The Golden Buddha

During this recent “rainy” season, I’ve been working in the kitchen canning and freezing the summer harvest from our front yard garden.  In the spirit of “Nurturing Your Nature” I’ve been watching YouTube videos on the teachings of the late Joseph Campbell, and specifically on the “The Hear With a Thousand Faces.”

On of this videos was “The Golden Buddha,” and the summary that follows was written by Carolyn Tate.

In 1957 an entire Monastery in Thailand was being relocated by a group of monks. One day they were moving a giant clay Buddha when one of the monks noticed a large crack in the clay.  On closer investigation, he saw there was a golden light emanating from the crack. The monk used a hammer and a chisel to chip away at the clay exterior until he revealed that the statue was in fact made of solid gold.

Historians believe the Buddha had been covered with clay by Thai monks several hundred years earlier to protect it from an attack by the Burmese army. In the attack, all the monks had been killed and it wasn’t until 1957 that this great treasure was actually discovered.

And so how does this story help us to nurture our nature? What happens over the course of our life is that we pile layer upon layer of clay over our own Golden Buddha. The heaviest layer of clay is of our own doing – it’s our own limited thinking and our unconscious conditioning. The other layers of clay get added on from external influences (parents, schools and teachers, bosses and co-workers, society, the media, the church, government, and corporations). Eventually, we are so laden with clay that we forget that the Golden Buddha is there all the time.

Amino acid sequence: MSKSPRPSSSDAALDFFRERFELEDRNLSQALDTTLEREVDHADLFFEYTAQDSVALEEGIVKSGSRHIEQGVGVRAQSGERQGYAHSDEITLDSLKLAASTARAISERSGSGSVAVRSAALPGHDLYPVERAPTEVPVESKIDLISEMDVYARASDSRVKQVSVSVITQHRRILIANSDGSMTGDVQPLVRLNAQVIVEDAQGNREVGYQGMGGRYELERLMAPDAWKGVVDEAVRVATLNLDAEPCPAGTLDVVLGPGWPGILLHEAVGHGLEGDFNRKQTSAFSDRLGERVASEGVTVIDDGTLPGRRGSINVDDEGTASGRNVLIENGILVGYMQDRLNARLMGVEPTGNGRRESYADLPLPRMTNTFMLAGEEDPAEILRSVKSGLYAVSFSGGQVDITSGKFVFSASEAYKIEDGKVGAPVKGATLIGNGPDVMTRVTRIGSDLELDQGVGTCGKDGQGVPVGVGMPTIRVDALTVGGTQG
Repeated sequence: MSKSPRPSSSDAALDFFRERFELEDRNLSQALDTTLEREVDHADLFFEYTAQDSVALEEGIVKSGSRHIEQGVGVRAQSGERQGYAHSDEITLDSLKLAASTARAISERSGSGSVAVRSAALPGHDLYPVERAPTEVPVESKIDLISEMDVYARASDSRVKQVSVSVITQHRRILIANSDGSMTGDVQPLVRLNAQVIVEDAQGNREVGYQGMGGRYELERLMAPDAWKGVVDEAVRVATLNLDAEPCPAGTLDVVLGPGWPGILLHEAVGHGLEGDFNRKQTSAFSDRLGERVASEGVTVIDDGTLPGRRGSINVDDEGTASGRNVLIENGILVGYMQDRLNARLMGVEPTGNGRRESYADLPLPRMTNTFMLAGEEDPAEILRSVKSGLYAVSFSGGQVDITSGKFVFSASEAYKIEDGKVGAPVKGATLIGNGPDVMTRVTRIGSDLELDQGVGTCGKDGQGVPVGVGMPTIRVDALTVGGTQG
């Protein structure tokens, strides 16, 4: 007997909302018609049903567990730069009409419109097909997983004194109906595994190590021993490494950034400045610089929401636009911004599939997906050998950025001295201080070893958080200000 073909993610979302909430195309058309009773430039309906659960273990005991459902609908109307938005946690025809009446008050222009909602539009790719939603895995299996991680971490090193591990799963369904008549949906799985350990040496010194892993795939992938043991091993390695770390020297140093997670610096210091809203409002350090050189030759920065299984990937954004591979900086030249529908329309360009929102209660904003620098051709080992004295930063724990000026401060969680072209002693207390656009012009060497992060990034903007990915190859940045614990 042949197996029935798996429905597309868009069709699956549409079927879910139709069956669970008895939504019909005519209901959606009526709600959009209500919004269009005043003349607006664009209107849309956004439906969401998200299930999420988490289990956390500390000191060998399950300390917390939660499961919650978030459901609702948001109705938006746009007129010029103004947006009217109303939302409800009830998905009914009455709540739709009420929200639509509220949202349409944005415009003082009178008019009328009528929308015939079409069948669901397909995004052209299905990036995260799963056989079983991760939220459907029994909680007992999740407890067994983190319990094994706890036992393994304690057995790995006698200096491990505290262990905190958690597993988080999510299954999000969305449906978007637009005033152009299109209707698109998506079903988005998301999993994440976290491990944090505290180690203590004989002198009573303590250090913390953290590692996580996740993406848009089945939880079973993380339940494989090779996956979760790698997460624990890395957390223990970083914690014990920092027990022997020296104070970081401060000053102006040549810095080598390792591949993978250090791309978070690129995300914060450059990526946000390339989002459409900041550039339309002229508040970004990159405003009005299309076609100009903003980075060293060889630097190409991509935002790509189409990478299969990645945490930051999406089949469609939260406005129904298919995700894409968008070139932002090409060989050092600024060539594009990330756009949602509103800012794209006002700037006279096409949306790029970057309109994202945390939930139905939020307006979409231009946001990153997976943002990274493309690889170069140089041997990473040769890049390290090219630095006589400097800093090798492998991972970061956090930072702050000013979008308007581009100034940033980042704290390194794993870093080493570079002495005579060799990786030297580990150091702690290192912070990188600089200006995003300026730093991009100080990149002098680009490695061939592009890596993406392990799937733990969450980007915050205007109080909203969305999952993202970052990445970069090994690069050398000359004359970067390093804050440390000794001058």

The secret to finding our Golden Buddha lies not in the future, but in our past. We need to do is start chipping away at the clay and rediscovering those things we were passionate about as we grew up.

I do hope that you find the story of the “Golden Buddha” as told by Alan Cohen helpful.

 

 

Author: Brian Sesack

As a self-taught artist, I can’t remember the exact day, but still can remember the feeling that came over me when I recognized the desire to photograph in black and white. Up until that time, I was photographing in color and mostly on vacations and at family events. Then, for reasons that remain unclear, but like other events in my life, I just had to "drop the reins" and experience the journey of discovery. The intent of my work is to provide a vehicle for my creative self-expression and the transformation from looking to seeing. As a result I work from the inside out. I find myself moved by concepts that I cannot explain, but that I need to interpret by documenting textures and tonal qualities in an attempt to create images that bring the viewer into the subject. I have also discovered over time that as important as it is to produce a beautiful image, it is the process or the state of being creative that provides the joyfulness of being an artist.

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